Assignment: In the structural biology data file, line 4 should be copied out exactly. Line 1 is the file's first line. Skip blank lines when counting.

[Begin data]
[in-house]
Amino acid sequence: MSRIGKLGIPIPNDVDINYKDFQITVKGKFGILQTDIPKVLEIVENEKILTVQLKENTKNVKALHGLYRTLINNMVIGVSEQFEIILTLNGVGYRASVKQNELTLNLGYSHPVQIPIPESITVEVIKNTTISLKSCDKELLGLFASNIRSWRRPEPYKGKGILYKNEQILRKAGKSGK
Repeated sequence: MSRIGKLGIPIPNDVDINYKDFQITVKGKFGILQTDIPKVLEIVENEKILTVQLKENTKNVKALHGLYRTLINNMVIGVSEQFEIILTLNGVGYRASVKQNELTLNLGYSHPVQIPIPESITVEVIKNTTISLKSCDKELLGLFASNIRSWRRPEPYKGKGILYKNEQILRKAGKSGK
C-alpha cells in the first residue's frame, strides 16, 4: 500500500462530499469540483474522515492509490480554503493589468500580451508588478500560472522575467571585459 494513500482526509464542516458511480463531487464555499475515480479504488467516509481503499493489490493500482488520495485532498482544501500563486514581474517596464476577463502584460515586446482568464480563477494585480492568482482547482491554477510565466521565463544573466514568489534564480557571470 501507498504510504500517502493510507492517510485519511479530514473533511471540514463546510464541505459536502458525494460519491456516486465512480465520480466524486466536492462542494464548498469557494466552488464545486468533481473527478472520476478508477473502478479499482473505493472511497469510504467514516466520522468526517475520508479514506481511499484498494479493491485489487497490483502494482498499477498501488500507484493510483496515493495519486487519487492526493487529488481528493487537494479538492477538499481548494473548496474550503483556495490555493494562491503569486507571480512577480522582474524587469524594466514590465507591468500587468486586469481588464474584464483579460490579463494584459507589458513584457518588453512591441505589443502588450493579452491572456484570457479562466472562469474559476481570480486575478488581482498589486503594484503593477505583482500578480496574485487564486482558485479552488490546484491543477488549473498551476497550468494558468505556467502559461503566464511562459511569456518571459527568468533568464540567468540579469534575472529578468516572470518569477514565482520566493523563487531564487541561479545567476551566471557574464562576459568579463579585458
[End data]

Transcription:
C-alpha cells in the first residue's frame, strides 16, 4: 500500500462530499469540483474522515492509490480554503493589468500580451508588478500560472522575467571585459 494513500482526509464542516458511480463531487464555499475515480479504488467516509481503499493489490493500482488520495485532498482544501500563486514581474517596464476577463502584460515586446482568464480563477494585480492568482482547482491554477510565466521565463544573466514568489534564480557571470 501507498504510504500517502493510507492517510485519511479530514473533511471540514463546510464541505459536502458525494460519491456516486465512480465520480466524486466536492462542494464548498469557494466552488464545486468533481473527478472520476478508477473502478479499482473505493472511497469510504467514516466520522468526517475520508479514506481511499484498494479493491485489487497490483502494482498499477498501488500507484493510483496515493495519486487519487492526493487529488481528493487537494479538492477538499481548494473548496474550503483556495490555493494562491503569486507571480512577480522582474524587469524594466514590465507591468500587468486586469481588464474584464483579460490579463494584459507589458513584457518588453512591441505589443502588450493579452491572456484570457479562466472562469474559476481570480486575478488581482498589486503594484503593477505583482500578480496574485487564486482558485479552488490546484491543477488549473498551476497550468494558468505556467502559461503566464511562459511569456518571459527568468533568464540567468540579469534575472529578468516572470518569477514565482520566493523563487531564487541561479545567476551566471557574464562576459568579463579585458